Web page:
The Senate has no business investigating Facebook

If you’re put off by freedom-hating bully Attorneys General trying to shut down speech, or the Democratic Party’s crusade to inhibit political expression by overturning Citizens United, or you thought the Fairness Doctrine was basically censorship, I’m not sure how you rationalize supporting the GOP Senate’s investigation into the conduct of Facebook.

Though I suppose in this case many liberals will say that corporations like Facebook deserve the same constitutional protections as regular people, the Left has been willing to allow government to dictate what kind of cake Americans have to bake, who they have to let into their bathrooms, what ingredients they must not put in their food and whose contraception they must buy. Conservatives have, in the past few years, avoided such intrusions. Do they now want to create precedents for the Democratic Senate to shape speech codes for private companies in the future?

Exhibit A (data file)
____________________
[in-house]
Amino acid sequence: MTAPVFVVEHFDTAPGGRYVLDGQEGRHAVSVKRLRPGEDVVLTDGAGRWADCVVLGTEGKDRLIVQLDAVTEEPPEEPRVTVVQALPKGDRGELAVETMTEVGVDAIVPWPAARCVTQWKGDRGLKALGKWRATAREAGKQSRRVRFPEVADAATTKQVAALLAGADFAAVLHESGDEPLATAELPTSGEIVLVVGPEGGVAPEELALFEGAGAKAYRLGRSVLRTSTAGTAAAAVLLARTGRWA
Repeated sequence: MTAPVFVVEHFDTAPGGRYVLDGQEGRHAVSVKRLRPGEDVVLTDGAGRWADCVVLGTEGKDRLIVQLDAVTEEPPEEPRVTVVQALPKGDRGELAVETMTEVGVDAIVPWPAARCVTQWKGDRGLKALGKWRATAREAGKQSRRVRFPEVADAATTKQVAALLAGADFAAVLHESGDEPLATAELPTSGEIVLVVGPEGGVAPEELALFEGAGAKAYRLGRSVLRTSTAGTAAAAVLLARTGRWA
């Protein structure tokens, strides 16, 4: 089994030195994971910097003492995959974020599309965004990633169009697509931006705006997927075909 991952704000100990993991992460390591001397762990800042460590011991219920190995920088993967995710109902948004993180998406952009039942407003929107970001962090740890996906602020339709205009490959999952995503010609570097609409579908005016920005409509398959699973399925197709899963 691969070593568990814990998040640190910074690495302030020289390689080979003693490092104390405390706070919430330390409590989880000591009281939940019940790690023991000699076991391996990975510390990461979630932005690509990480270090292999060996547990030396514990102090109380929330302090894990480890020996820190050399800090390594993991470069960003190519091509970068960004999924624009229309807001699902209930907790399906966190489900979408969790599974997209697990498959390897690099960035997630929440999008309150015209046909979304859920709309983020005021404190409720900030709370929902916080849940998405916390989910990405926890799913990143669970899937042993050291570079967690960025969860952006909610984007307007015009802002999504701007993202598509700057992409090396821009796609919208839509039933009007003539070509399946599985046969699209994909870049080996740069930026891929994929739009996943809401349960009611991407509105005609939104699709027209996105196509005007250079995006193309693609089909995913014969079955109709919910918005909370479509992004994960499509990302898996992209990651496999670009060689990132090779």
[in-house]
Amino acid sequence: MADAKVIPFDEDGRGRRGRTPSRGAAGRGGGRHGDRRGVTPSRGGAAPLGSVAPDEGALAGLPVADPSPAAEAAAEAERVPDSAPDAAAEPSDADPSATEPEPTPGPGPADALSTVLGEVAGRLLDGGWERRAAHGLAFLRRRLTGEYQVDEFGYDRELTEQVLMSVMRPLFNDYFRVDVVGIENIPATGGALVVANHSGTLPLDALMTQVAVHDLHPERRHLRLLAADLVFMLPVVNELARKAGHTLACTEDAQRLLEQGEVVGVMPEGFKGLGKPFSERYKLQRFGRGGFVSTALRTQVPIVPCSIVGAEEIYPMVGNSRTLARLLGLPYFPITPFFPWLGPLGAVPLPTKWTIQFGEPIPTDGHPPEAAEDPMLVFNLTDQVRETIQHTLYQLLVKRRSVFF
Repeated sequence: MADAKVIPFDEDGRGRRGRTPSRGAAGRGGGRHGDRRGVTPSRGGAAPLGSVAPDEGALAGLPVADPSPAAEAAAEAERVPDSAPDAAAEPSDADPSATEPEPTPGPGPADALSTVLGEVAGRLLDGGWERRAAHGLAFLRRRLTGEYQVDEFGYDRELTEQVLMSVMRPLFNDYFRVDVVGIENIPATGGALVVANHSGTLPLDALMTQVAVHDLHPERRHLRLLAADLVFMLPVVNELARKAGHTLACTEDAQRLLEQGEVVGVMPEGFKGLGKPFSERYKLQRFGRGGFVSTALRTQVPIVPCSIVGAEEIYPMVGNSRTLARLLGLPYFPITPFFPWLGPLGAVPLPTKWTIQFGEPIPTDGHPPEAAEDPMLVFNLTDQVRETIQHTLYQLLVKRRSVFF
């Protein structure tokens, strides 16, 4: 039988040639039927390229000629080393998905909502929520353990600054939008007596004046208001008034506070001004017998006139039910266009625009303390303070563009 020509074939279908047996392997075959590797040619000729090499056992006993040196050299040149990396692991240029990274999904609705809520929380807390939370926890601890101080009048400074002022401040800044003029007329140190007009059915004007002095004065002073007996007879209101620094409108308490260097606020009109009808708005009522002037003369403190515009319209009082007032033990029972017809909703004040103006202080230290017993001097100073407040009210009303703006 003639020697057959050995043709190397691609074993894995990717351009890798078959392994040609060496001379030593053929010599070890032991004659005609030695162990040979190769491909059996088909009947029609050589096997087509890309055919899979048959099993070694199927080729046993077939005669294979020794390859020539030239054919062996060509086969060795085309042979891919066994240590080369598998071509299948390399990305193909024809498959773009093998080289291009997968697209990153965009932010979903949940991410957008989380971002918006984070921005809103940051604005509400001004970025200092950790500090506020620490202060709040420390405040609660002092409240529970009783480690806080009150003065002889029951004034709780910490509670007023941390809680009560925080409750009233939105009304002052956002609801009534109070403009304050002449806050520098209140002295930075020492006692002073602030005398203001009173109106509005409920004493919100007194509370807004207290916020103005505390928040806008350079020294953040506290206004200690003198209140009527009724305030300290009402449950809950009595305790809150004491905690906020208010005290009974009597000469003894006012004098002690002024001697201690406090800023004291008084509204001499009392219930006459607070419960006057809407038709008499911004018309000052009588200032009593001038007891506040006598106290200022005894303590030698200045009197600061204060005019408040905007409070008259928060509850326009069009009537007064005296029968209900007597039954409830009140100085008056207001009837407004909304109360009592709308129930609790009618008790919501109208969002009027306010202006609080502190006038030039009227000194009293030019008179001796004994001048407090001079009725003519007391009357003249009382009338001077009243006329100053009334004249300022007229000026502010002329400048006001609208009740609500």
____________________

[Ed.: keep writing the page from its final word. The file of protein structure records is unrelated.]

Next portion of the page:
In fact, the very threat of investigating something completely legal—conduct that is, in various forms, widespread in the mass media—is already harassment. Mere days after we learned that the journalists sold us a pack of lies about the Iran Deal, the most important thing Sen. John Thune (Grandstand, ND) can think to do is demand that Facebook “answer these serious allegations” and “hold those responsible to account if there has been political bias in the dissemination of trending news.”

Must it?

I mean, does Facebook even have to link to any conservative news stories? And do we really want the Senate defining what constitutes “conservative” news, anyway?